The Netherlands and Australia — countries that lost large numbers of citizens in last week's downing of Flight MH17 — are planning to send police to eastern Ukraine to help secure the debris field there.
NPR's Corey Flintoff, reporting from the site of the downed Malaysian airliner in Donetsk, says Australian premier Tony Abbott is close to a deal that would allow dozens of police to guard the wreckage site. Corey says, and the Netherlands, which lost 193 of its citizens on MH17, is also negotiating to send unarmed police to the approximately 20-square mile site.
Dutch Prime Minister Mark Rutte said Thursday that he would send 40 unarmed military police to eastern Ukraine "to investigated the crash and seek the remaining victims," the BBC says.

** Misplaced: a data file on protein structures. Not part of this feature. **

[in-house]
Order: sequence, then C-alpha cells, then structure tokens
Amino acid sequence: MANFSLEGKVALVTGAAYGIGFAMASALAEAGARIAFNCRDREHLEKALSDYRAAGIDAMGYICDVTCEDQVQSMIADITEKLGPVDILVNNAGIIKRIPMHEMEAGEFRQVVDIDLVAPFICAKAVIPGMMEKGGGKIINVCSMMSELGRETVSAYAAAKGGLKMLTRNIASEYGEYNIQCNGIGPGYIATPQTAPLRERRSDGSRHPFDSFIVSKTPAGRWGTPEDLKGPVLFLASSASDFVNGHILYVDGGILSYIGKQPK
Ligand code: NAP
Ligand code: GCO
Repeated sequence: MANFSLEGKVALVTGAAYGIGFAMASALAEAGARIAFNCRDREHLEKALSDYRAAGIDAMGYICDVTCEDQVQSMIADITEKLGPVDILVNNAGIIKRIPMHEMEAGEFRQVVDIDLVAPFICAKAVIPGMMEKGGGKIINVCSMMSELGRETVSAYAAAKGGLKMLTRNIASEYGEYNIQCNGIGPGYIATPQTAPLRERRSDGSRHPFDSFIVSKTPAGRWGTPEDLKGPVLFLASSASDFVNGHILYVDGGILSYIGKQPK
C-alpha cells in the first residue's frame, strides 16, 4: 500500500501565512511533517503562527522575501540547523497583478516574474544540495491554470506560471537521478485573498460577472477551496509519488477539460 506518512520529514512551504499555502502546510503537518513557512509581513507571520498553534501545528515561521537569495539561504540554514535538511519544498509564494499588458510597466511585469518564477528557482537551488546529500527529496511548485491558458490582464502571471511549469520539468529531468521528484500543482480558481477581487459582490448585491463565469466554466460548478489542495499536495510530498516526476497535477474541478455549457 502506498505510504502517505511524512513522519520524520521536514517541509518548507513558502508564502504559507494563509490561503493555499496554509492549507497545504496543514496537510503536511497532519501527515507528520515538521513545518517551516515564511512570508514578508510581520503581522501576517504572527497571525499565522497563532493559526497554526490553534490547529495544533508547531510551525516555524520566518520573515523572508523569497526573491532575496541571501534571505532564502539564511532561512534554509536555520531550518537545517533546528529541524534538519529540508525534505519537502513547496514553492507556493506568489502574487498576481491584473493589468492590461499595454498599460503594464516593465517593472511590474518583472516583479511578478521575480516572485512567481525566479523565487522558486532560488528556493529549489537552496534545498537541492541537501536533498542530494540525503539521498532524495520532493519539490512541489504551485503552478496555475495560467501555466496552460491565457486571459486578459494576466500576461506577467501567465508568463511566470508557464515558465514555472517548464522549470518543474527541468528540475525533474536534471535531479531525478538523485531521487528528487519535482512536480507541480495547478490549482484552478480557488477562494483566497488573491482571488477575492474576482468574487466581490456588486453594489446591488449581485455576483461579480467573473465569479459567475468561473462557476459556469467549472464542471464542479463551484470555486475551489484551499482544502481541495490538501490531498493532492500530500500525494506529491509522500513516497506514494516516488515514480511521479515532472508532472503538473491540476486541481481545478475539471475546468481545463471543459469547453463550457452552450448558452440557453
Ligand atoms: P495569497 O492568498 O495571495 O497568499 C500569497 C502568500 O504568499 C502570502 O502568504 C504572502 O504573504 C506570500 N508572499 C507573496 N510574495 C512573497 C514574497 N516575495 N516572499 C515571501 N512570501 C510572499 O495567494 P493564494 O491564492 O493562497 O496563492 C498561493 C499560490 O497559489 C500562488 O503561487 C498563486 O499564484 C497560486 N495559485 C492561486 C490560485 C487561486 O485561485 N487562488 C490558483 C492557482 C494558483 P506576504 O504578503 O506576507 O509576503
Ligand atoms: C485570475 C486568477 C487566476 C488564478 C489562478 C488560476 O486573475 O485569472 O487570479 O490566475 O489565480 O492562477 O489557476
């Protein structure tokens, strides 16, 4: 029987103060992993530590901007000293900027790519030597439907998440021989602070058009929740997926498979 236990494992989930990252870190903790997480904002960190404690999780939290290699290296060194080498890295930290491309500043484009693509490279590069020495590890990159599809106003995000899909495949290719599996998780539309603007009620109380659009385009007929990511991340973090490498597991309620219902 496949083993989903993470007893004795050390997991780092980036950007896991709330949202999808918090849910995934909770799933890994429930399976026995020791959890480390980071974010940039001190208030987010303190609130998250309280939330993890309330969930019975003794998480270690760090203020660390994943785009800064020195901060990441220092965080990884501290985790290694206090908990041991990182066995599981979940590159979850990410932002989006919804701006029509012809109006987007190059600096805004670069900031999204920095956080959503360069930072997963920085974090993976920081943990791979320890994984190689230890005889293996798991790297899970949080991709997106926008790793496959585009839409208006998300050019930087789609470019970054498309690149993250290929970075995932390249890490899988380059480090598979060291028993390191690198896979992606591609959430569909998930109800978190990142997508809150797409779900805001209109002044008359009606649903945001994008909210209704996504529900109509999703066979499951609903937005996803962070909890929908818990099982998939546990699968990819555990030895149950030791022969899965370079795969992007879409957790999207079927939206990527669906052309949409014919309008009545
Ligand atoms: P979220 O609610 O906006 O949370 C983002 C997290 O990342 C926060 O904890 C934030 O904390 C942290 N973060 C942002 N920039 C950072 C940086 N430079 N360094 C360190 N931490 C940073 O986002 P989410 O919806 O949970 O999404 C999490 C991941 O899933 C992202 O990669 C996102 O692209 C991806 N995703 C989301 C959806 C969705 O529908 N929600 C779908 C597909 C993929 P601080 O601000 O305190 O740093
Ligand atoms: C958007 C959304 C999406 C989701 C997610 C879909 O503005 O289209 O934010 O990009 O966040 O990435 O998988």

Abbott ordered a further 100 Australian Federal Police to the wreckage site, where 37 Australians in last Wednesday's shoot-down of the plane by a surface-to-air missile. Some 90 AFP were sent earlier, according to The Sydney Morning Herald.
The newspaper reports:
The group of 100 will be pre-deployed to the Netherlands and Mr Abbott said a small number of ADF (Australian Defence Force) members would travel with the group.
Mr Abbott said Australia was close to finalising an agreement with Ukraine for the deployment of police to assist in the investigation around MH-17 and to secure the crash site.
He stressed that the Australian deployment had "one purpose and one purpose only" which was to "bring our people home."
Mr Abbott said Australia had no desire to get involved in European politics.
"All we want to do is claim our dead and to bring them back."